Lez Zaitz of the Malheur Enterprise (Photo by Robert Quick, Quicks Foto Designs)

Followers of The Rural Blog have read

here

,

here

and

here

about Les Zaitz, who has made a weekly in eastern Oregon into a

national example

of how a small paper can do

investigative reporting

and

accountability journalism

with

impact

, and at the same time become a more

sustainable business

. Now he gets a bigger platform as a new fellow of the Society of Professional Journalists.


SPJ's national convention is online Saturday and Sunday, and the society's new fellows will each have a half-hour session. Zaitz's is at 2:15 p.m. Saturday. An interview with the former investigative reporter for The Oregonian appears in the fall edition of SPJ's magazine, Quill. Here are excerpts:

Wikipedia map, adapted
"We don't have the luxury of having a reporter sit and do nothing but work on a particular story for two weeks, let along two months. It takes very careful navigation between our regular news beats and the time it takes to do an investigative project. We've become pretty effective at saying, "Why don't you work on this project for the afternoon, and tomorrow you're going to have to go do high-school sports." Another thing, which gets me a lot of second looks from my professional colleagues, is that I don't spend time sending my reporters to city council meetings and school board meetings. Very rarely does anything happen that people didn't expect to happen. Most of it is not worth a paragraph, let alone a story, but . . . reporters go and spend the time and feel obligated to write a story, and it becomes stenography. . . . Instead of having a reporter spend three hours sitting on their butt at a school-board meeting, I'd rather have them take that time to go through budget documents to explain why poorly performing schools are doing so poorly."

Asked how the pandemic has affected his Malheur Enterprise, Zaitz said it "hit the area pretty hard when our governor ordered lots of businesses closed and stopped schools and all sorts of activities. Our display advertising essentially evaporated overnight, and a couple of major area events, for which we do specialty publications, canceled. . . . But the good news is that it was a very tough story that needed close attention, and the staff just dug in to do the reporting necessary to keep the community up to date. A big part of that job was simply sorting fact from fiction, which remains a challenge to this day."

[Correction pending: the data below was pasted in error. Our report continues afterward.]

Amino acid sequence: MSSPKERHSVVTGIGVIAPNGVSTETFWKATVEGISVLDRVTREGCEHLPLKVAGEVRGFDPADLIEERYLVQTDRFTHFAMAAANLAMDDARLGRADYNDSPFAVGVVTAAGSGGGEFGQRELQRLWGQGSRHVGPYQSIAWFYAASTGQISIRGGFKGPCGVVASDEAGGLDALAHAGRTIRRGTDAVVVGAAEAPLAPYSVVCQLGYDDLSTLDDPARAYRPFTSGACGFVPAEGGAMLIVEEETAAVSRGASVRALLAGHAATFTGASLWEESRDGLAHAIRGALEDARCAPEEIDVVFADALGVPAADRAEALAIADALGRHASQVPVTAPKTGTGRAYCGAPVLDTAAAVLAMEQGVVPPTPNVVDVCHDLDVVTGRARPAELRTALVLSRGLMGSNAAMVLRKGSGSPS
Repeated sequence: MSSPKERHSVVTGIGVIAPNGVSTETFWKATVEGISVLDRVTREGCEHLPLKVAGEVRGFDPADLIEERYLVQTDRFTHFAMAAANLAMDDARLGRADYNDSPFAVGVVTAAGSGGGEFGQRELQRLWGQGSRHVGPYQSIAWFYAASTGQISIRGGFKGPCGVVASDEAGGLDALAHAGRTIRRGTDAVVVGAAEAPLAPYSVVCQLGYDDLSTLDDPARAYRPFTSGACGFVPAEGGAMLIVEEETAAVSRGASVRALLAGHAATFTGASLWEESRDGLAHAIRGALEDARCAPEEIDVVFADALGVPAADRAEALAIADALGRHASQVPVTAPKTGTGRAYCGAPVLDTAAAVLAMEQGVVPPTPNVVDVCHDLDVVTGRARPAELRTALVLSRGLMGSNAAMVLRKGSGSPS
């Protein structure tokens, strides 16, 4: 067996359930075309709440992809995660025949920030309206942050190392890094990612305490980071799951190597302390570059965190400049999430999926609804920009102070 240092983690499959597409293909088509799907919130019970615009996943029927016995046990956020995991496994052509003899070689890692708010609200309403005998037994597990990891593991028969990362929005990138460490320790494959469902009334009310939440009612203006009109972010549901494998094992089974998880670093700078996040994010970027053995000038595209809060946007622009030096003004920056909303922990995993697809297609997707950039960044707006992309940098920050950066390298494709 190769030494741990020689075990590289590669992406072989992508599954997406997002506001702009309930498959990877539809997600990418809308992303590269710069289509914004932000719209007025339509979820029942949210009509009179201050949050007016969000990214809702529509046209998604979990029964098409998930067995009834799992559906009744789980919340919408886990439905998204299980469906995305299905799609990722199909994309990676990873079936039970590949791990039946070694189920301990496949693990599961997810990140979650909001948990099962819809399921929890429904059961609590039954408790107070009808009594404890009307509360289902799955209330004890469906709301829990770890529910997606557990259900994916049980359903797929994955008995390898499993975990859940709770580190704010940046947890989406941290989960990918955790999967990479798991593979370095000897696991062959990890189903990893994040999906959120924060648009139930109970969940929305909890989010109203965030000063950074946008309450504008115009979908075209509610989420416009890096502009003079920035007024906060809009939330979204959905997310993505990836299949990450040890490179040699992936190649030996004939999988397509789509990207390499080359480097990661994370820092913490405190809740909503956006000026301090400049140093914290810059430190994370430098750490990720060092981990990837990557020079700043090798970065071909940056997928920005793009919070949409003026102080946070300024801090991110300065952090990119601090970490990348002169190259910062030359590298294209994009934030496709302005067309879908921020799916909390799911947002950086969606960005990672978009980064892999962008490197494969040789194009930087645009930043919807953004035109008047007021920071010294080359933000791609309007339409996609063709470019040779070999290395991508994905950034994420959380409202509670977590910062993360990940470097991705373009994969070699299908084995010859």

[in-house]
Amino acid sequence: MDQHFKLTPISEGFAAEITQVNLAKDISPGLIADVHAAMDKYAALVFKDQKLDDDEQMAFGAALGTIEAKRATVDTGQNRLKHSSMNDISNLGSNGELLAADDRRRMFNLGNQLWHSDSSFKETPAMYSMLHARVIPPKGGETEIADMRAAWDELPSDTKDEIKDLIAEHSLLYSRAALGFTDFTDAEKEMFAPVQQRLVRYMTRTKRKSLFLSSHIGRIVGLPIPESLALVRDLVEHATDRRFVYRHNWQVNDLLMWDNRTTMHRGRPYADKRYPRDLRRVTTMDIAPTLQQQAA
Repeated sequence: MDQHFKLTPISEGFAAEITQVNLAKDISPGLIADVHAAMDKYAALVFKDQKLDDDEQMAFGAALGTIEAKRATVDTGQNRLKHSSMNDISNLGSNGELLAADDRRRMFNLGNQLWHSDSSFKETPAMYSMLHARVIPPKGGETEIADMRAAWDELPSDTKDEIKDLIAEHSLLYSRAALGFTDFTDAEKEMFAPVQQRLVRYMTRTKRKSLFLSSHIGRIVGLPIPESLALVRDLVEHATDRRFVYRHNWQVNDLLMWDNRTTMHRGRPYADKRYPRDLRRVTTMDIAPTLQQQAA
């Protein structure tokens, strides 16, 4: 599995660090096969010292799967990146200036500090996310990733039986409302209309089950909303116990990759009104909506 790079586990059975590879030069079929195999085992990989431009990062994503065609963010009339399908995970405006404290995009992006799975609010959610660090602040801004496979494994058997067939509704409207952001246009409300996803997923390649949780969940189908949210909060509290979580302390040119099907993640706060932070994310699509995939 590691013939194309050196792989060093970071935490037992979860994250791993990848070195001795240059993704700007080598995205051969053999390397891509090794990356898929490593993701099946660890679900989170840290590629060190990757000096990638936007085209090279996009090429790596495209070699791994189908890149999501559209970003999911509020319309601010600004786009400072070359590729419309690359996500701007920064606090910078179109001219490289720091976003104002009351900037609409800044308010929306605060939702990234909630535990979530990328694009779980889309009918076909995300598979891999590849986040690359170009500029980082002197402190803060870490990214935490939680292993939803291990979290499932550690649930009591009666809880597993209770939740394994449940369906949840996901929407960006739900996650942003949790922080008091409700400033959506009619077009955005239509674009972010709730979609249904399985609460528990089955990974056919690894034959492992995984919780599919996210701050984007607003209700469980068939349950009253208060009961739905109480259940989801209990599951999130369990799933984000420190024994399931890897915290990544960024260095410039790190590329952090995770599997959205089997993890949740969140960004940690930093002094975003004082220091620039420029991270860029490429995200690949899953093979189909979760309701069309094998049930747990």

Zaitz said his separate, higher pricing for digital access has paid off in the pandemic. "the subscriptions really piled up, because people were desperate for news. . . . I serve a very poor market, so you'd think asking people to pay for a digital subscription or a print subscription would be a very tough sell. But in the time we've done that, I can count maybe a dozen instance where print subscribers have said, "I'm a subscriber; how come I can't see your online news?" I have a good, solid statement that I send those readers, explaining the business model, that we need to diversify our income streams, and we treat them as two separate products. I can only think of one person who didn't accept that explanation. . . . You've got to bite the bullet and train your market that what you have to sell is worth paying for; and if it's not worth paying for, then you need to do something different with your product."